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 Table of Contents  
Year : 2016  |  Volume : 30  |  Issue : 1  |  Page : 38-42

Comparison of analgesic effect of intra-articular administration of levobupivacaine and clonidine versus ropivacaine and clonidine in day care knee arthroscopic surgery under spinal anesthesia

1 Department of Anaesthesiology, Critical Care Medicine and Pain, R. G. Kar Medical College, Kolkata, West Bengal, India
2 Department of Orthopaedics, Critical Care Medicine and Pain, R. G. Kar Medical College, Kolkata, West Bengal, India
3 Department of Community Medicine, Critical Care Medicine and Pain, R. G. Kar Medical College, Kolkata, West Bengal, India

Date of Web Publication7-Jan-2016

Correspondence Address:
Dr. Anjana Basu
46/2, Bosepukur Road, Canvas Appartment, Kolkata - 700 042, West Bengal
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Source of Support: None, Conflict of Interest: None

DOI: 10.4103/0970-5333.173464

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Introduction: Intra-articular (IA) local anesthetics are often used for the management and prevention of pain after arthroscopic knee surgery. Clonidine prolongs the duration of local anesthetics. In this study, analgesic effect of intra-articular administration of levobupivacaine and clonidine was compared with ropivacaine and clonidine in knee joint arthroscopic surgery under spinal anesthesia. Method: 88 patients, aged between 15 to 55 years, ASA I and II undergoing knee arthroscopy under spinal anesthesia were assigned into two equal groups (n = 44) in a randomized double blind protocol. Patients in Group L received 10 ml of 0.50% levobupivacaine and 1 mcg/kg clonidine and Group R received 10 ml of 0.75% ropivacaine and 1 mcg/kg of clonidine through intra-articular route at the end of the procedure. In the post-operative period, pain intensity was assessed by VAS (Visual Analogue Scale) Score recorded at 1 st , 5 th , 8 th , 12 th , 18 th post-operative hours. Duration of analgesia, total rescue analgesic dose in first 18 hours and any side effects were also recorded. Result: Group L experienced significantly longer duration of effective postoperative analgesia and lesser rescue analgesic compared to group R. Group R had higher mean VAS score at 5 th and 12 th post-operative hours (P < 0.05). No side effects were observed among the groups. Conclusion: Intra-articular administration of levobupivacaine and clonidine give better post-operative pain relief by increasing duration of analgesia, and decreasing need of rescue analgesic compared to intra-articular ropivacaine and clonidine.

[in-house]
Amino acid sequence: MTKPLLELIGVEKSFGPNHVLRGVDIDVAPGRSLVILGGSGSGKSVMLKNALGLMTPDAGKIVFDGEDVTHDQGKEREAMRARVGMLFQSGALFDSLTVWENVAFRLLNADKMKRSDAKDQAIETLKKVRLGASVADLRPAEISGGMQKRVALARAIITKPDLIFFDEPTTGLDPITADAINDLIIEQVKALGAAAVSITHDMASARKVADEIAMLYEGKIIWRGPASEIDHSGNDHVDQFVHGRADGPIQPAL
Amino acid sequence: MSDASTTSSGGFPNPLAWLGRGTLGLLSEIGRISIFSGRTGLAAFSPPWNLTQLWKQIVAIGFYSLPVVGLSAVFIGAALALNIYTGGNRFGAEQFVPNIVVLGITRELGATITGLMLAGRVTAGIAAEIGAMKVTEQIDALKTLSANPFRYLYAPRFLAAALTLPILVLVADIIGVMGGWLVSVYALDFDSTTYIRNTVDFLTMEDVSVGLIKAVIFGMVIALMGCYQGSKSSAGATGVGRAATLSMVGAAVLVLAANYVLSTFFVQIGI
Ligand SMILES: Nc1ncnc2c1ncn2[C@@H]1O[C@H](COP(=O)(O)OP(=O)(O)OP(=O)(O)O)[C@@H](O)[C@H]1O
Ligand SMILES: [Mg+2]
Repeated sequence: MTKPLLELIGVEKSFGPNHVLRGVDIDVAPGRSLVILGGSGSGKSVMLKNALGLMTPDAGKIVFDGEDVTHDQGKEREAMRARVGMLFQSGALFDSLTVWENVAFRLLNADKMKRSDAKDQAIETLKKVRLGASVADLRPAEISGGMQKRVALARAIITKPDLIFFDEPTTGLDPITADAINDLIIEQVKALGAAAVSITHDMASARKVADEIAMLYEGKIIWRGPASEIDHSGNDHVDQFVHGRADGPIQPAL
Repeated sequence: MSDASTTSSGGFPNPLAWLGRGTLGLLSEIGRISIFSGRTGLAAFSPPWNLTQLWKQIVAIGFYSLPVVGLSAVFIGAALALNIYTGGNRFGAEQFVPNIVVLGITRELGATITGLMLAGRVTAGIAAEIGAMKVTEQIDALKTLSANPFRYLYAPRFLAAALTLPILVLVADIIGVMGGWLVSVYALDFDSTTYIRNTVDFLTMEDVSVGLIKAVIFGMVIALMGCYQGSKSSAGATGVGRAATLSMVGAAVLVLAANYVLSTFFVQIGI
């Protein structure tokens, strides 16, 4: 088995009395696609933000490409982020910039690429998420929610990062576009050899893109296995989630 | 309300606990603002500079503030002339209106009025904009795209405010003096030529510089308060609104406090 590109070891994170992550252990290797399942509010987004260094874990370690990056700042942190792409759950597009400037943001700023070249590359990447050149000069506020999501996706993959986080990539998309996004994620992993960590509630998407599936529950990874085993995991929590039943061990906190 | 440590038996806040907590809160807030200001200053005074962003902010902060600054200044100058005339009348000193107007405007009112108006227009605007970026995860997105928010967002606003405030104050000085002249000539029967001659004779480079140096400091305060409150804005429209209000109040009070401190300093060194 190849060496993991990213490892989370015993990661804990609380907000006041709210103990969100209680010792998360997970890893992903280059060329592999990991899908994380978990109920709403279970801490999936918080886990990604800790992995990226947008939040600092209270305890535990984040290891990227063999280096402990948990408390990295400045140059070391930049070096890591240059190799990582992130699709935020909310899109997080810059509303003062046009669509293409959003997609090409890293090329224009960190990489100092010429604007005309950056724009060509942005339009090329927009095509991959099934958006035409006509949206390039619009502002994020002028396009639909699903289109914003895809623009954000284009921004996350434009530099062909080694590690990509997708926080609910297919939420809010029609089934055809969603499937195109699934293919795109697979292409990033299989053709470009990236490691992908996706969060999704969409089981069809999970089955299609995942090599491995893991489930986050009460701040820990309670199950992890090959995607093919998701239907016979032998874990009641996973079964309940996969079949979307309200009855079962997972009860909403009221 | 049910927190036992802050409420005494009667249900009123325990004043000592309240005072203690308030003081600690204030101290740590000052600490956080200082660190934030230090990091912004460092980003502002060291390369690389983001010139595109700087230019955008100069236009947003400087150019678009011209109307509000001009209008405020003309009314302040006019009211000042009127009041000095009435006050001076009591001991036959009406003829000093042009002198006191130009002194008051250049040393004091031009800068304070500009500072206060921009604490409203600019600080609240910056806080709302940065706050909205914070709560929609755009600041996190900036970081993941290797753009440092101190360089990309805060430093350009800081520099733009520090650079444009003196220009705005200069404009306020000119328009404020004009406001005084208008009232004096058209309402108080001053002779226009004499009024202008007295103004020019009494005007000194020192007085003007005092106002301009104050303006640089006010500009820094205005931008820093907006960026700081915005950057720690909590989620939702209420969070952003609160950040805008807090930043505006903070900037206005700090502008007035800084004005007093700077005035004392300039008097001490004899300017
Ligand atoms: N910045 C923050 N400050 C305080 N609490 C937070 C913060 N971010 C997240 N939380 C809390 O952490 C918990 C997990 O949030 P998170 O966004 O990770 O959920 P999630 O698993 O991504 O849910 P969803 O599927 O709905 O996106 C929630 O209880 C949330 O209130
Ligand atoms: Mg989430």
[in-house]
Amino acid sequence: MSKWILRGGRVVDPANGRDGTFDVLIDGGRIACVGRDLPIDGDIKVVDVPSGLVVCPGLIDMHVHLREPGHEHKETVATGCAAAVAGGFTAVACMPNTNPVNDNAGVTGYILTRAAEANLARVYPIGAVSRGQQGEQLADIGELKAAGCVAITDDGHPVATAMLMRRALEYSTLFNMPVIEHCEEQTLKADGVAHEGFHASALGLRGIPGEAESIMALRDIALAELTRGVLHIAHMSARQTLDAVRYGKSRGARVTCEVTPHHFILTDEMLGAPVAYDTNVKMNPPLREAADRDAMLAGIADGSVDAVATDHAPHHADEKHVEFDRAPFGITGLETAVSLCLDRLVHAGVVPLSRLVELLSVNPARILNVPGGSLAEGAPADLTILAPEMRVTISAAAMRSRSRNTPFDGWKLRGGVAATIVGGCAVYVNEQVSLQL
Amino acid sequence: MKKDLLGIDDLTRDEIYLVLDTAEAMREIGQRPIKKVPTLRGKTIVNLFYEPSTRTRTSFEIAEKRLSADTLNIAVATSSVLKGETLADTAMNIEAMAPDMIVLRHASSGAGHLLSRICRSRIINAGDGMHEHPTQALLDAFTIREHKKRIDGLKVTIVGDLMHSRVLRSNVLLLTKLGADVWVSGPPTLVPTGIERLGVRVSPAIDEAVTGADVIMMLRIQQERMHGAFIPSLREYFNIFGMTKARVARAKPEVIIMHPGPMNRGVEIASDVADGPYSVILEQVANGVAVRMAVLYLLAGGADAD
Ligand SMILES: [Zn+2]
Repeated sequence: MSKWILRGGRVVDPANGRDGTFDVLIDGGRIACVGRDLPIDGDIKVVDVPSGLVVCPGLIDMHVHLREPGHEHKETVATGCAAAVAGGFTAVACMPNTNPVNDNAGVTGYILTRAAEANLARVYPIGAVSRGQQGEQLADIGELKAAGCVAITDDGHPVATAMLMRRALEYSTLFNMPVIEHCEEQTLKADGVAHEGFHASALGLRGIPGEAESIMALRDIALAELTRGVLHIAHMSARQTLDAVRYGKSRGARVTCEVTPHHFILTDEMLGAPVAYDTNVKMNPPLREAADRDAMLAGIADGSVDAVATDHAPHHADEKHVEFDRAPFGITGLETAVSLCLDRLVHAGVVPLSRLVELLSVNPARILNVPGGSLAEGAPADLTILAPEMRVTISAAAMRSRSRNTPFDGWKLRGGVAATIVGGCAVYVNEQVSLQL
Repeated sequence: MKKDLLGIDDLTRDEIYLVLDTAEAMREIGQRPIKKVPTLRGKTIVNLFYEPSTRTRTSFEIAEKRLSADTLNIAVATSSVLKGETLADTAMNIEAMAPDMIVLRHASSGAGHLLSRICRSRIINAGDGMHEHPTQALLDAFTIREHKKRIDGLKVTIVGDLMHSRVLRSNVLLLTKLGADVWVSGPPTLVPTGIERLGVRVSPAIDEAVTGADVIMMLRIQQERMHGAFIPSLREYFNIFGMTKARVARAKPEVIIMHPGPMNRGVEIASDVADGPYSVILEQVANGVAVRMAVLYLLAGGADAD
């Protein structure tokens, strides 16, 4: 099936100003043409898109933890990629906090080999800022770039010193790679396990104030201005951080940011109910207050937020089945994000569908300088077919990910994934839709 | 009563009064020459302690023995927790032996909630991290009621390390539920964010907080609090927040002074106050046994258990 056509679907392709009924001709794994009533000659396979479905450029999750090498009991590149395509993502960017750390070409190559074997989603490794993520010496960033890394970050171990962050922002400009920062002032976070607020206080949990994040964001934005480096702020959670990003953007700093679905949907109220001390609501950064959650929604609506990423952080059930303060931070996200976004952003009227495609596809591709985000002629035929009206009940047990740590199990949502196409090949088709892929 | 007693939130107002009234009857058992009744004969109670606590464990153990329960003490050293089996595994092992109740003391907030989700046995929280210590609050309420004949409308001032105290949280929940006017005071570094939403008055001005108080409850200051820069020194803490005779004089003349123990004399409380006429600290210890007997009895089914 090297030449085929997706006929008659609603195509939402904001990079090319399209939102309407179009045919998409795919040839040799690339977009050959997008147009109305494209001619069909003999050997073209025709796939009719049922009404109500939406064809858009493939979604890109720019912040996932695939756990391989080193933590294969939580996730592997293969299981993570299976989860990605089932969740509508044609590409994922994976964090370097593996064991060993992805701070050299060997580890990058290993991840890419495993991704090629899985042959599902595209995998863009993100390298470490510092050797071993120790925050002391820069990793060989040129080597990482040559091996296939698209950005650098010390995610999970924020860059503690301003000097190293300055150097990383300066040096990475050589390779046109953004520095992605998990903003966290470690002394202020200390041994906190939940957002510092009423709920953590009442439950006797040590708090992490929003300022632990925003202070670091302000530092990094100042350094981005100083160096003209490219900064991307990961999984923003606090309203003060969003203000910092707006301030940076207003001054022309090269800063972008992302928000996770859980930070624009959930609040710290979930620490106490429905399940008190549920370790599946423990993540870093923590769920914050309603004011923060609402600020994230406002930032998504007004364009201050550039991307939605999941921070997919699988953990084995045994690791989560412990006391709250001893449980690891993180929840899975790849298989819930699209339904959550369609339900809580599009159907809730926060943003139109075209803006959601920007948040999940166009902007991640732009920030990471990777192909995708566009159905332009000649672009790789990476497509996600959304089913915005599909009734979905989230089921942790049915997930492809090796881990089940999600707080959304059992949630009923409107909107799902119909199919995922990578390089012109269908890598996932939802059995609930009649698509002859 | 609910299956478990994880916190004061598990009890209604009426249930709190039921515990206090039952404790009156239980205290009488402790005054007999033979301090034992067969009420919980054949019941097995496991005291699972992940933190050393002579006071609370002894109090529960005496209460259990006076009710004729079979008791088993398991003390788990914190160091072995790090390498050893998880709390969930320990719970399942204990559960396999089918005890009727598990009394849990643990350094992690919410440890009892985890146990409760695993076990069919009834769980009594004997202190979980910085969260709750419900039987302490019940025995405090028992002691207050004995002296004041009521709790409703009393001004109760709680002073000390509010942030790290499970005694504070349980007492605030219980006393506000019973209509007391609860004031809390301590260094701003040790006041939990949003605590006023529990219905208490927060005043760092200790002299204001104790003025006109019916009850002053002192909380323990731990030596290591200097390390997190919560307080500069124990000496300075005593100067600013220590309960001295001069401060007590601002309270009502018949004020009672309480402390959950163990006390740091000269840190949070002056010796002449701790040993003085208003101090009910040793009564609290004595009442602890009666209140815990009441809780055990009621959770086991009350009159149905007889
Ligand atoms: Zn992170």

Keywords: Clonidine, intra-articular administration, levobupivacaine, rescue analgesic, ropivacaine

How to cite this article:
Senapati S, Basu A, Bhattacharya D, Hazra S, Sarkar D, Dandapat P. Comparison of analgesic effect of intra-articular administration of levobupivacaine and clonidine versus ropivacaine and clonidine in day care knee arthroscopic surgery under spinal anesthesia. Indian J Pain 2016;30:38-42

How to cite this URL:
Senapati S, Basu A, Bhattacharya D, Hazra S, Sarkar D, Dandapat P. Comparison of analgesic effect of intra-articular administration of levobupivacaine and clonidine versus ropivacaine and clonidine in day care knee arthroscopic surgery under spinal anesthesia. Indian J Pain [serial online] 2016 [cited 2022 Dec 2];30:38-42. Available from: https://www.indianjpain.org/text.asp?2016/30/1/38/173464

  Introduction Top

Incidence of day care orthopedic surgery is increasing day by day as it helps rapid return of patient to normal daily life with practically no side effects or complications.